• Muhammad Ibrahim Institute of Pathology and Diagnostic Medicine, Khyber Medical University Peshawar
  • Muhammad Nisar Khan Regional Blood Centre Peshawar
  • Muhammad Arif Institute of Pathology and Diagnostic Medicine, Khyber Medical University Peshawar
  • Syed Abbas Anwar Ayub Medical College Abbottabad
  • Noor e Saba Regional Blood Centre Peshawar
  • Yasar Mehmood Yousafzai Department of Pathology, Rehman Medical Institute, Hayatabad, Peshawar. Institute of Pathology and Diagnostic Medicine, Khyber Medical University Peshawar



Aerobic, Bacterial Contamination, Platelet concentrates, Transfusion Transmissible Infections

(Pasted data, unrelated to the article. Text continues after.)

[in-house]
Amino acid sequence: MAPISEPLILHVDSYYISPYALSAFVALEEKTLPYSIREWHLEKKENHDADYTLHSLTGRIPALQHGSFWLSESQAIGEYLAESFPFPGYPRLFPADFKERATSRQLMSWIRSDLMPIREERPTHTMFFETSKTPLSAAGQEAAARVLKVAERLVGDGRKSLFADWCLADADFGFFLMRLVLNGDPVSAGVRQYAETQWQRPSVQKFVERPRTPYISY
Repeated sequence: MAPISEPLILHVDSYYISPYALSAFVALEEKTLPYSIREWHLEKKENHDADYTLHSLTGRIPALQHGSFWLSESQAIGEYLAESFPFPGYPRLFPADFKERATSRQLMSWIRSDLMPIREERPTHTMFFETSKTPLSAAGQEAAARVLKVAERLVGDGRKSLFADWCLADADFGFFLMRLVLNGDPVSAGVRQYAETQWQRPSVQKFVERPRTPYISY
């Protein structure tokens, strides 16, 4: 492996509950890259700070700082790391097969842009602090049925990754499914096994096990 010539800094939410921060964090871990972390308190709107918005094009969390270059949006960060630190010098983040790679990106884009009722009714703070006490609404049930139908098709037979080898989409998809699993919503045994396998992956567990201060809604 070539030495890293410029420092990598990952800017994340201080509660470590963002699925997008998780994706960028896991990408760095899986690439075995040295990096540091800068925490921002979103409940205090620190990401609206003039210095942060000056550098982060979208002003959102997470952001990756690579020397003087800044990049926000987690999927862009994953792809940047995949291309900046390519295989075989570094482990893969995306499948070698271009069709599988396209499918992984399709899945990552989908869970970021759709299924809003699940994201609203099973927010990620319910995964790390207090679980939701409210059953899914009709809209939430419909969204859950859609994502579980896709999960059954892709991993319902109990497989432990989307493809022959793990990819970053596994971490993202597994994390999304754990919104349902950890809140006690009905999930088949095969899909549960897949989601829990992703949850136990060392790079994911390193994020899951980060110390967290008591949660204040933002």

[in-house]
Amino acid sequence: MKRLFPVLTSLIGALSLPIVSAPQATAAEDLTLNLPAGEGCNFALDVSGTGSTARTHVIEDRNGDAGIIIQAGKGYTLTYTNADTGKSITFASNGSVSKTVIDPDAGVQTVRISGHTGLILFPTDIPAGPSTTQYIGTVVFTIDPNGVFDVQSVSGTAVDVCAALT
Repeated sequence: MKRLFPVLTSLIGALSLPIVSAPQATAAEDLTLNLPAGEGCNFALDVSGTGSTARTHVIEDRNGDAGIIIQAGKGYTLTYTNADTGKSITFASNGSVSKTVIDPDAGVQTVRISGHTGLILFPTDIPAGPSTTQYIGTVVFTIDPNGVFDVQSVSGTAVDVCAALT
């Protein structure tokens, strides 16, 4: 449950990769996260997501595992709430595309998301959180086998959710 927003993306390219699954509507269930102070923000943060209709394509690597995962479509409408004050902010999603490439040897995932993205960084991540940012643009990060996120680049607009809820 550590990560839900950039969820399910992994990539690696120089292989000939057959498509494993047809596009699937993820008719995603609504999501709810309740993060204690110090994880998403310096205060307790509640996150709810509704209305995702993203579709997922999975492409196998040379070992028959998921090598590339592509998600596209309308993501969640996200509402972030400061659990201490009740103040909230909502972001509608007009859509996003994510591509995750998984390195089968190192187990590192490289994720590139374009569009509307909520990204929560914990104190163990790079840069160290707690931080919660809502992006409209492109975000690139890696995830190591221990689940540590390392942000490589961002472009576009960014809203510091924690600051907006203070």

Background: Platelet concentrates play a crucial role in transfusion medicine, aiding in the management of various medical conditions, including haemorrhage, thrombocytopenia, and platelet dysfunction. However, their storage conditions at 22° C present an optimal environment for bacterial growth, making them susceptible to contamination. Of particular concern is the transmission of microorganisms from the skin flora during the phlebotomy process, which can lead to the transfusion of contaminated platelet concentrates. Such contamination poses significant risks to patients, potentially resulting in morbidity and mortality. Determining the frequency and identifying causative organisms of bacterial contamination in platelet concentrates. Methods: It was a descriptive cross-sectional study conducted at the Institute of Pathology and Diagnostic Medicine, Khyber Medical University, and the Regional Blood Center in Peshawar from May to October 2021, spanning a duration of six months. The study included 500 participants aged between 18 and 50 years (mean: 28.13±7.67 years. A simple convenient sampling technique was employed. Blood products underwent screening for Hepatitis B, Hepatitis C, HIV, Syphilis, and Malaria. Leaked units were excluded from the study. Platelets were prepared using a Cryofuge and subsequently subjected to culture media. Results: The mean age of the participants included in the study was 28.13±7.67 years, with an age range of 18 to 50 years. Out of the total sample size of 500, there were 483 (96.6%) male participants and 17 (3.4%) female participants. Among the collected samples, bacterial growth was observed in only 11 (2.2%) platelet concentrates. The isolated organisms were Staphylococcus epidermidis, found in 7 (1.4%) platelet concentrates, and Staphylococcus aureus, found in 4 (0.8%) platelet concentrates. Conclusion: Bacterial contamination of platelet bags is higher compared to developed countries. Therefore, implementing quality control procedures is necessary to reduce the risk of bacterial contamination in platelet concentrates. Additionally, employing enhanced skin disinfection techniques at the phlebotomy site can significantly minimize bacterial contamination.


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